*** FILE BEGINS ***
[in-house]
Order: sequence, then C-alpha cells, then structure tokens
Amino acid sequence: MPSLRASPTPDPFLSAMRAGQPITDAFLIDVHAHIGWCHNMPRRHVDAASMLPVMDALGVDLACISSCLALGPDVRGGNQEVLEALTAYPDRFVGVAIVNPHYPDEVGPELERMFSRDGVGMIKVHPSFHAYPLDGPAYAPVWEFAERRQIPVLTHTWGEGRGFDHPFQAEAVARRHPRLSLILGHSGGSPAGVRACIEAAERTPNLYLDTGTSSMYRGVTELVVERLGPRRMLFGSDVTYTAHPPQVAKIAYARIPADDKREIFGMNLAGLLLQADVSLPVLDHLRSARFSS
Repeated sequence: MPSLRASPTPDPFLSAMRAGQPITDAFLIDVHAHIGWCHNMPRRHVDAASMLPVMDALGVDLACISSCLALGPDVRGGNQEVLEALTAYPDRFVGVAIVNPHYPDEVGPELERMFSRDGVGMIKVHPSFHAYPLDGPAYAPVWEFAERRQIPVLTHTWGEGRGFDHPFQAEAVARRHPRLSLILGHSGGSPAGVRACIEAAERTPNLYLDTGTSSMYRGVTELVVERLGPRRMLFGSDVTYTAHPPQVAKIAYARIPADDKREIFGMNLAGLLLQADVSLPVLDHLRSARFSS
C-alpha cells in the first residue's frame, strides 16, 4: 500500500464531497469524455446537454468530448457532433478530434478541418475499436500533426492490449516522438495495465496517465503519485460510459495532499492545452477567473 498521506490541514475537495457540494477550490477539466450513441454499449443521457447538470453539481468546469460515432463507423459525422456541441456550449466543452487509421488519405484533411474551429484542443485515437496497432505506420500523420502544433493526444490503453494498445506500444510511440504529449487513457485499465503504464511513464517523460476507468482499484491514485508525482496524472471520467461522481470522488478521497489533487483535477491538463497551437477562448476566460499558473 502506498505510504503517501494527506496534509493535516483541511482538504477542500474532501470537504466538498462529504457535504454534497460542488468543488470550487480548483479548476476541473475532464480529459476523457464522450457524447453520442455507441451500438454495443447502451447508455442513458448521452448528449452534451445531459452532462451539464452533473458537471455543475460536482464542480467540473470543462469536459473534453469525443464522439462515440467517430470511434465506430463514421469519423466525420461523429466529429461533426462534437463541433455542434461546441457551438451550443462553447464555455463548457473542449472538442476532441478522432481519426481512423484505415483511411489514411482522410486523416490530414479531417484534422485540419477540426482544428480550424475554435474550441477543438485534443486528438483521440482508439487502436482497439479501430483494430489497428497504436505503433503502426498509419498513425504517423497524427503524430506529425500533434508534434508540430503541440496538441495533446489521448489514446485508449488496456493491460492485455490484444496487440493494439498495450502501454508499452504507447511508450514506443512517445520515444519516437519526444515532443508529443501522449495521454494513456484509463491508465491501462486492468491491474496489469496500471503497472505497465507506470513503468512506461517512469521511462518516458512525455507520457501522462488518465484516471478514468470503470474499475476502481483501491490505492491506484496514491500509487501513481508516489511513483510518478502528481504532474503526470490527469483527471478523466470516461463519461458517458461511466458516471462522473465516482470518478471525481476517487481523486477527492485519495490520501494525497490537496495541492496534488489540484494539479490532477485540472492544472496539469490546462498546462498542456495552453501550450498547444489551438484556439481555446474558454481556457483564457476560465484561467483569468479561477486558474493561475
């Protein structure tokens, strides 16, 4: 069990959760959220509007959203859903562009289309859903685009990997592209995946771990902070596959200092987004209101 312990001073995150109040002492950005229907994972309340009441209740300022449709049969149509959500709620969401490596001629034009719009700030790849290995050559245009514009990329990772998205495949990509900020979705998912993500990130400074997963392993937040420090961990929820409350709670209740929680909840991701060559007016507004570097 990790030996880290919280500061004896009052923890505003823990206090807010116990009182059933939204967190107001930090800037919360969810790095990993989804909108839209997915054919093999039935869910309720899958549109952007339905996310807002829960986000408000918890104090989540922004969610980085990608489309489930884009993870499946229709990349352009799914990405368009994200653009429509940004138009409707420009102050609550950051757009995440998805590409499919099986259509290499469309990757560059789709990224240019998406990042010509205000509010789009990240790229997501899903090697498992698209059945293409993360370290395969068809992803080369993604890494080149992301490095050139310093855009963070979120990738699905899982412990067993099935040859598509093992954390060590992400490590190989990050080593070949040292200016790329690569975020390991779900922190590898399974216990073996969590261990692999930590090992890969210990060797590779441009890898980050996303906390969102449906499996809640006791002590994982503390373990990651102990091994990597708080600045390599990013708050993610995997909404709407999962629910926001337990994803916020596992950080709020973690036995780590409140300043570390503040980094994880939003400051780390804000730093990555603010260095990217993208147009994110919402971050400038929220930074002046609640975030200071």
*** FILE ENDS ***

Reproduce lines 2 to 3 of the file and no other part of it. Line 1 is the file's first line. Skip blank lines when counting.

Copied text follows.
Order: sequence, then C-alpha cells, then structure tokens
Amino acid sequence: MPSLRASPTPDPFLSAMRAGQPITDAFLIDVHAHIGWCHNMPRRHVDAASMLPVMDALGVDLACISSCLALGPDVRGGNQEVLEALTAYPDRFVGVAIVNPHYPDEVGPELERMFSRDGVGMIKVHPSFHAYPLDGPAYAPVWEFAERRQIPVLTHTWGEGRGFDHPFQAEAVARRHPRLSLILGHSGGSPAGVRACIEAAERTPNLYLDTGTSSMYRGVTELVVERLGPRRMLFGSDVTYTAHPPQVAKIAYARIPADDKREIFGMNLAGLLLQADVSLPVLDHLRSARFSS